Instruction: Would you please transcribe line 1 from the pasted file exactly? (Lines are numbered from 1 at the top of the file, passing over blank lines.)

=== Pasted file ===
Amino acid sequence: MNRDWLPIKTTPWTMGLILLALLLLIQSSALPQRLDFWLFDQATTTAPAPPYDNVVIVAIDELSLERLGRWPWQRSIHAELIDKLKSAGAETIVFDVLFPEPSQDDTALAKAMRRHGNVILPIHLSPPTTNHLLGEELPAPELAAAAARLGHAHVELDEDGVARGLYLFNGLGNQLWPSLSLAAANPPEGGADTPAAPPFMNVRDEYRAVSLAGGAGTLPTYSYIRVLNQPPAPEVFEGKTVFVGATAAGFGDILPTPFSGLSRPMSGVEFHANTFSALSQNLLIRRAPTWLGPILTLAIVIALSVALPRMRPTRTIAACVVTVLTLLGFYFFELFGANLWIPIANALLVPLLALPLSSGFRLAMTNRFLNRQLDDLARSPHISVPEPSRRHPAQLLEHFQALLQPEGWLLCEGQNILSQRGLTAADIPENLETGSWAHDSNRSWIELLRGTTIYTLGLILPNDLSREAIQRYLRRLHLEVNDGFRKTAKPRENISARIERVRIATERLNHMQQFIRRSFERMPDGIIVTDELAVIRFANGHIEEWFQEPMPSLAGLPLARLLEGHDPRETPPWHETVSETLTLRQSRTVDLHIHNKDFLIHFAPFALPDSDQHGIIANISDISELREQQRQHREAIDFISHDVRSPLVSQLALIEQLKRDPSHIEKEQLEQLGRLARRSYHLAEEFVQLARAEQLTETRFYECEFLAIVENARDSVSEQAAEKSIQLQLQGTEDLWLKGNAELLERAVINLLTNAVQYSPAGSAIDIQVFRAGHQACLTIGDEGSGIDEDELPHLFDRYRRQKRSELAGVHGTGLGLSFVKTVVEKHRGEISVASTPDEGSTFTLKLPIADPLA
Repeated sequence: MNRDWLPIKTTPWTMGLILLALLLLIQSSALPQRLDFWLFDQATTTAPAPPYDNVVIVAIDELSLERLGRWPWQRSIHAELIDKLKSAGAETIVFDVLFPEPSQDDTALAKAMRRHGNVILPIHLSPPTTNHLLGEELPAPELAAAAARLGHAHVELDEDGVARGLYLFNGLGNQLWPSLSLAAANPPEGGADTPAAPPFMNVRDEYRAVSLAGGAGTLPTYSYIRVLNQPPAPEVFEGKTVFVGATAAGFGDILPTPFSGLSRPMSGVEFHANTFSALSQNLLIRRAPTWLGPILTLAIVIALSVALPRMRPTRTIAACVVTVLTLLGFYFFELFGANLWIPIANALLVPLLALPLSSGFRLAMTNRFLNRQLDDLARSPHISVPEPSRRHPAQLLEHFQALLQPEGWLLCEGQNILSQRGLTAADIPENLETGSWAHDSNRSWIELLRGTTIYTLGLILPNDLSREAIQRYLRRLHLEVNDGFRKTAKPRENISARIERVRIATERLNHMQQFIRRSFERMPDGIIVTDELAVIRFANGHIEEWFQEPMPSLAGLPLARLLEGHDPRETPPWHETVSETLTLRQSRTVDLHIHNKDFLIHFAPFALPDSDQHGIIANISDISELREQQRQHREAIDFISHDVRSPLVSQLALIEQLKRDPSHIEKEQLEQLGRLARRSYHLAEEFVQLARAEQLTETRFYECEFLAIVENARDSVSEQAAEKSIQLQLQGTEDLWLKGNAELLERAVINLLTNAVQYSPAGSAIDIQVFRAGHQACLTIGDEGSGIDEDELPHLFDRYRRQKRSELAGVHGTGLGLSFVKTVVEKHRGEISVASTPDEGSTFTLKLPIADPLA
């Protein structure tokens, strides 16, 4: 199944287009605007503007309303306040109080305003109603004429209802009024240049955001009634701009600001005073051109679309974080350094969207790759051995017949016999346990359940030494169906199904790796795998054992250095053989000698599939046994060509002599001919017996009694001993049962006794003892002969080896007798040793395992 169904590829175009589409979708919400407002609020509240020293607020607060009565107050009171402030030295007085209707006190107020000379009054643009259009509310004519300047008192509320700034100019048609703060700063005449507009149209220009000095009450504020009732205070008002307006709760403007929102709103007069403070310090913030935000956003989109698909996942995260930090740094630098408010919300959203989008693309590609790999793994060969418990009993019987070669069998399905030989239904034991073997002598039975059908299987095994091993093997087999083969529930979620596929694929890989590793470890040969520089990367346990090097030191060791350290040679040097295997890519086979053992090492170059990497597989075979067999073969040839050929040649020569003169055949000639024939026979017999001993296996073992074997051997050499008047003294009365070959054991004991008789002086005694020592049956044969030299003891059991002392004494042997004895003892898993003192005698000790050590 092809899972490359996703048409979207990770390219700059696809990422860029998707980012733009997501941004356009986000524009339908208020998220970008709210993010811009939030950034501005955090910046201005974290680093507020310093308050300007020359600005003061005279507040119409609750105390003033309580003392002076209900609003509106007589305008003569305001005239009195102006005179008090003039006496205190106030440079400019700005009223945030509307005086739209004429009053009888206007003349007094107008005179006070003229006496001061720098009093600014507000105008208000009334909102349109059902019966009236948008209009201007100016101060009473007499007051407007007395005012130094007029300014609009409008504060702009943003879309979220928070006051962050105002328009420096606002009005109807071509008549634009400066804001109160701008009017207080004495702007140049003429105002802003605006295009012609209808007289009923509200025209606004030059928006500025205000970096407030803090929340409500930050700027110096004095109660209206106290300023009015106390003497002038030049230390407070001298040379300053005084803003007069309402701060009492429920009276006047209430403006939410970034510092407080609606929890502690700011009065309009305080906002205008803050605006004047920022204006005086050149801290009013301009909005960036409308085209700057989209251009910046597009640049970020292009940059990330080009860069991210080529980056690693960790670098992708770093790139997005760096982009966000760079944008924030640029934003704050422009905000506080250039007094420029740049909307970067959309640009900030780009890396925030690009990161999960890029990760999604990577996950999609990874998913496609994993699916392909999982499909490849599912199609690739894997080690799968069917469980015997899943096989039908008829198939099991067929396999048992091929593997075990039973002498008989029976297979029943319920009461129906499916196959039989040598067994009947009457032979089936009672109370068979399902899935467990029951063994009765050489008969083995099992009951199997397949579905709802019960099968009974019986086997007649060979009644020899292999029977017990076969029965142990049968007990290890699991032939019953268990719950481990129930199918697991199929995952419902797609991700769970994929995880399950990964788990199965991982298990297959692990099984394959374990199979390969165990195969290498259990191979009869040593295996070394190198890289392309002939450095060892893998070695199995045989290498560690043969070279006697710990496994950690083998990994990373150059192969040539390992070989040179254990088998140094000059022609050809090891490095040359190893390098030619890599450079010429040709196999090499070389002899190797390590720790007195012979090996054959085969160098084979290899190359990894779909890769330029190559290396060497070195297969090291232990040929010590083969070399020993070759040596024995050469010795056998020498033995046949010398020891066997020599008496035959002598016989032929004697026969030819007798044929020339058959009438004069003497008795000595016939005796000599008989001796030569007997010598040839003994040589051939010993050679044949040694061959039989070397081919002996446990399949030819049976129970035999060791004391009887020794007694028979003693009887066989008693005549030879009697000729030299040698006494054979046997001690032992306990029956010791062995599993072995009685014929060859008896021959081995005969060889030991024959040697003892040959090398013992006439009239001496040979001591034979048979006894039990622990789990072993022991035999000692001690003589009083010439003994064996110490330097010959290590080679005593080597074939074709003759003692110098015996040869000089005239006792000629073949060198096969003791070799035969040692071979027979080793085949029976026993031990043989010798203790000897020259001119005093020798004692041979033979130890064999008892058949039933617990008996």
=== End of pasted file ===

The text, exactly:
Amino acid sequence: MNRDWLPIKTTPWTMGLILLALLLLIQSSALPQRLDFWLFDQATTTAPAPPYDNVVIVAIDELSLERLGRWPWQRSIHAELIDKLKSAGAETIVFDVLFPEPSQDDTALAKAMRRHGNVILPIHLSPPTTNHLLGEELPAPELAAAAARLGHAHVELDEDGVARGLYLFNGLGNQLWPSLSLAAANPPEGGADTPAAPPFMNVRDEYRAVSLAGGAGTLPTYSYIRVLNQPPAPEVFEGKTVFVGATAAGFGDILPTPFSGLSRPMSGVEFHANTFSALSQNLLIRRAPTWLGPILTLAIVIALSVALPRMRPTRTIAACVVTVLTLLGFYFFELFGANLWIPIANALLVPLLALPLSSGFRLAMTNRFLNRQLDDLARSPHISVPEPSRRHPAQLLEHFQALLQPEGWLLCEGQNILSQRGLTAADIPENLETGSWAHDSNRSWIELLRGTTIYTLGLILPNDLSREAIQRYLRRLHLEVNDGFRKTAKPRENISARIERVRIATERLNHMQQFIRRSFERMPDGIIVTDELAVIRFANGHIEEWFQEPMPSLAGLPLARLLEGHDPRETPPWHETVSETLTLRQSRTVDLHIHNKDFLIHFAPFALPDSDQHGIIANISDISELREQQRQHREAIDFISHDVRSPLVSQLALIEQLKRDPSHIEKEQLEQLGRLARRSYHLAEEFVQLARAEQLTETRFYECEFLAIVENARDSVSEQAAEKSIQLQLQGTEDLWLKGNAELLERAVINLLTNAVQYSPAGSAIDIQVFRAGHQACLTIGDEGSGIDEDELPHLFDRYRRQKRSELAGVHGTGLGLSFVKTVVEKHRGEISVASTPDEGSTFTLKLPIADPLA